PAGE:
It was a national headline that warmed the cockles of a local business news purveyor’s mind, confirming a mini-trend not everyone is onto yet.
It, in this case, was atop a story this week in The Wall Street Journal about a trend that could help Carson City and environs if people push the right buttons, pull the right strings and woo the right folks into Northern Nevada. The headline?
“Manufacturers Gain Ground,” it read prominently on the WSJ’s front page. “Narrower Trade Gap Is Sign of a New Competitive Edge on U.S. Factory Floor,” a subhead reported.
The article didn’t detail a flood, but more of a trickle of a trend.
The trade deficit on manufactured goods in the first half of 2013 shrank slightly, from $227 billion the first half of 2012 to $225 billion the first half of this year.
The first paragraph, however, nailed it.
It said the reversal came after more than a decade of U.S. manufacturers losing ground to those in China and other powerhouse manufacturing nations.
So what does it mean locally? Little unless the city and region around it lure more of the right firms from pricey states, such as neighboring California, and build on the solid light-manufacturing presence already in place.
Making things is key, as is exporting rather than importing, and thereby building manufacturing employment toward 20 percent.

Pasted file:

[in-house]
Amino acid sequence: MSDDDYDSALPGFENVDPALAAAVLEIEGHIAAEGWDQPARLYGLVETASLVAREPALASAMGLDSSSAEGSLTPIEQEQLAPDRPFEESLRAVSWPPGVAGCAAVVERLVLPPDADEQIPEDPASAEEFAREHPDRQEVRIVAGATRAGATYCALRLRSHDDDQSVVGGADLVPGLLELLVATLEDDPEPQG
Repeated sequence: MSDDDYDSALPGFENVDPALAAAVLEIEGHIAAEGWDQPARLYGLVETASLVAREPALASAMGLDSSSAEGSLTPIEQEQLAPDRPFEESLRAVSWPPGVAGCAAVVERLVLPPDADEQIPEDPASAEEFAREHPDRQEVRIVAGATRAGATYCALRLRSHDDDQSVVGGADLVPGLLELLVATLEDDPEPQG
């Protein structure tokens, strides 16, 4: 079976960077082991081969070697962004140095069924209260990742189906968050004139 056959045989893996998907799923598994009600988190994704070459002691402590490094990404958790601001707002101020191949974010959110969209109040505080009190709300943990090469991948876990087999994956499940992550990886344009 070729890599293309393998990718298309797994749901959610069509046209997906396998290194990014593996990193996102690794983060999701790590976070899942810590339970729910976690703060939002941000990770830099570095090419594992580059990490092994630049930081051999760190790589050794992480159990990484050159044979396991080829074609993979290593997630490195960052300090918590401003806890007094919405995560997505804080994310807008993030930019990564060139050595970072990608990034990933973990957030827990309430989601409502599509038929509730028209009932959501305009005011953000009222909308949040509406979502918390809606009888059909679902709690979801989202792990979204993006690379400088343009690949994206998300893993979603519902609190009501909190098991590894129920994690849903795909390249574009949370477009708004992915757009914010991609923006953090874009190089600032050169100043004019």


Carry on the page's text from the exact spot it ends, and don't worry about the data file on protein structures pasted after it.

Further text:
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On another economics subject, a recent vacation to Oregon included a stop at the Oregon Shakespeare Festival to take in the Bard’s “The Taming of the Shrew” in an updated format featuring rock music and biker trappings. It was an eye-opener regarding an economic engine in a community, now with 22,000 people, built on a 1935 idea from a college professor.
The southern Oregon culture-klatch draws upward of 400,000 tourists annually and has grown into a $26 million annual operation.
A lively 24 hours, along with more than a few federal reserve notes, were spent in a vibrant community for merely 90 minutes of Elizabethan dialogue staged in spirited fashion.
Can’t do it here? Correct; the Bard’s stuff certainly isn’t the ticket. But that doesn’t mean Carson City couldn’t build on great musical theater already done here.
The Ashland experience is, say, only three generations and $25.9 million away. Still, as Chinese philosopher Lao Tzu once said, a journey of 1,000 leagues begins with but a single step.
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Here and now, however, are a couple of online analyses saying Carson City can boast of much ado about something already.
Google rates Carson City the best in the state for online business activity, awarding it Nevada’s 2013 Google eCity title.
And NerdWallet, a consumer-friendly website based in the Bay Area, rates the city sixth in the state for young families to consider because of schools, average income, housing and economic growth.
To read more about that, see Page A4.
John Barrette covers Carson City government and business. He can be reached at firstname.lastname@example.org.